The Big Questions

Life, death and free will.

Freudian Psychology, Pop Psychology and Real Psychology

Putting Psychobabble in its Place

 

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Pop psychology and psychobabble must be separated from empirical research (yes, dare I say, real psychology)! Lay people need to know the difference. And, (I can see the light), the public will be able to take psychology seriously when this happens!

Back in the early days of psychology, people like Freud and his predecessors made statements about whatever they wanted and in many ways, it was accepted as fact. Never mind they had little if any evidence to support any of their claims. And if you bothered to question them, they said the magic words, "ah, but this is so complex it cannot be tested."

Then a new wave of psychologists came around (the behaviorists). They claimed that psychology must be based on actual data and observation and not on whatever some group of people happened to think, that may or may not be true. They were missing the picture too in many ways, but they had this correct.

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Since then, psychology has slowly pulled away from un-testable ideas and theories when attempting to explain the human mind (ah the light is approaching). But sadly, in many ways, Freudian types still haunt psychology. We hear all about repressed sexuality and all these complexes in any type of pop culture reference to psychology. Ah, and the public believes it. Have a problem? Come sit on the psychologist's couch and let him analyze your dreams.

This is not how modern psychologists operate primarily (or even mostly). In an era where we have testable ideas and theories, and means to test even implicit (subconscious) processes, we don't need people "representing psychology" by passing of Freudian thought as the end all facts of psychology or humanity.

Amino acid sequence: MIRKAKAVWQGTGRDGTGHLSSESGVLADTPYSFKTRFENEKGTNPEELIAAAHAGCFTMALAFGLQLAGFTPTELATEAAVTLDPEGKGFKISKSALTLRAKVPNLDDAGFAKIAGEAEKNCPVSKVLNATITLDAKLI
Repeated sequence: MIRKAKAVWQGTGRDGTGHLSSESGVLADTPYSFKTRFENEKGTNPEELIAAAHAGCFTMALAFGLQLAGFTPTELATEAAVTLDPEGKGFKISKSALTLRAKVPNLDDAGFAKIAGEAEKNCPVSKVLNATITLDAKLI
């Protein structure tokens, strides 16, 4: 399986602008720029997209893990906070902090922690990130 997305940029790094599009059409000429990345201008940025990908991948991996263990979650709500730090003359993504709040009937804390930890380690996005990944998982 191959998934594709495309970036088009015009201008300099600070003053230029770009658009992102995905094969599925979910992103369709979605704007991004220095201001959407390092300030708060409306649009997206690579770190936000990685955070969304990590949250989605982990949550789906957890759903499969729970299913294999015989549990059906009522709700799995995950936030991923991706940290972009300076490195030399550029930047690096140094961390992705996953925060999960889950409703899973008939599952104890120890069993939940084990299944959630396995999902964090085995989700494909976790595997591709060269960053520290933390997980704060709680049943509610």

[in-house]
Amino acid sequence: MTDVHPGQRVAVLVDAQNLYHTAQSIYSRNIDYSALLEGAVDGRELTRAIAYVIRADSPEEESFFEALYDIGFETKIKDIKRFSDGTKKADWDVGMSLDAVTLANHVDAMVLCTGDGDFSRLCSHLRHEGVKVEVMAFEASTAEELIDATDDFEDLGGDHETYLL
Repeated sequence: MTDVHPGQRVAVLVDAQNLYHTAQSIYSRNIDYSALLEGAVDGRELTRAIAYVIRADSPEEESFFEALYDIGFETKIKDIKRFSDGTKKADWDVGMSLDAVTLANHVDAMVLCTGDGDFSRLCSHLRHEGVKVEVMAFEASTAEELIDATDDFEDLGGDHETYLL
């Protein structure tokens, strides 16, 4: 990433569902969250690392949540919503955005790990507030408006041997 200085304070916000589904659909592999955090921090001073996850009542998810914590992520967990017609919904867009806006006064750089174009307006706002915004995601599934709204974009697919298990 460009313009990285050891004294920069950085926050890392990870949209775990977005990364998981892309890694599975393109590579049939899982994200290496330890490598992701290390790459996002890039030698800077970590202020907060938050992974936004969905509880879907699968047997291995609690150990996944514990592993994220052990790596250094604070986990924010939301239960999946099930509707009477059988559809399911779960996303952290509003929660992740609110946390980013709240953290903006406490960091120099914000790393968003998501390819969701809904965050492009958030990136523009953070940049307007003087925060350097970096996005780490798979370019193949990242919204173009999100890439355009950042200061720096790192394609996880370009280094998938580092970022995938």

Also to blame for psychology not being taken seriously (there are many more reasons, but I don't have all day) are the famous pop psychologists. Walk to any grocery store, and you will find many "self-help" books that are not based on any real empirical data (and even if they are, it is mostly selective use of the data to fit someone's point). But what does that matter? I mean, why would people want to TEST their ideas to see if they actually make a hill of beans difference for those we want to help? For the authors, it feels so awesome to just blindly think these books are helping. And if they were tested, then shucks, we could find out the ideas don't help. How sad that would be for the person who wrote it.

Bottom line is that there is real psychological research being done every day around the world testing people's ideas. And the beauty of science; there is research attempting to replicate and extend these findings. If something is wrong, then science can correct it.

We can start endorsing ideas that have been supported, or we can hash out ridiculous explanations and advice that is not based on any evidence. Hmm, I wonder what the responsible, progressive, better choice is.

Nathan Heflick completed his Ph.D. in social psychology at The University of South Florida.

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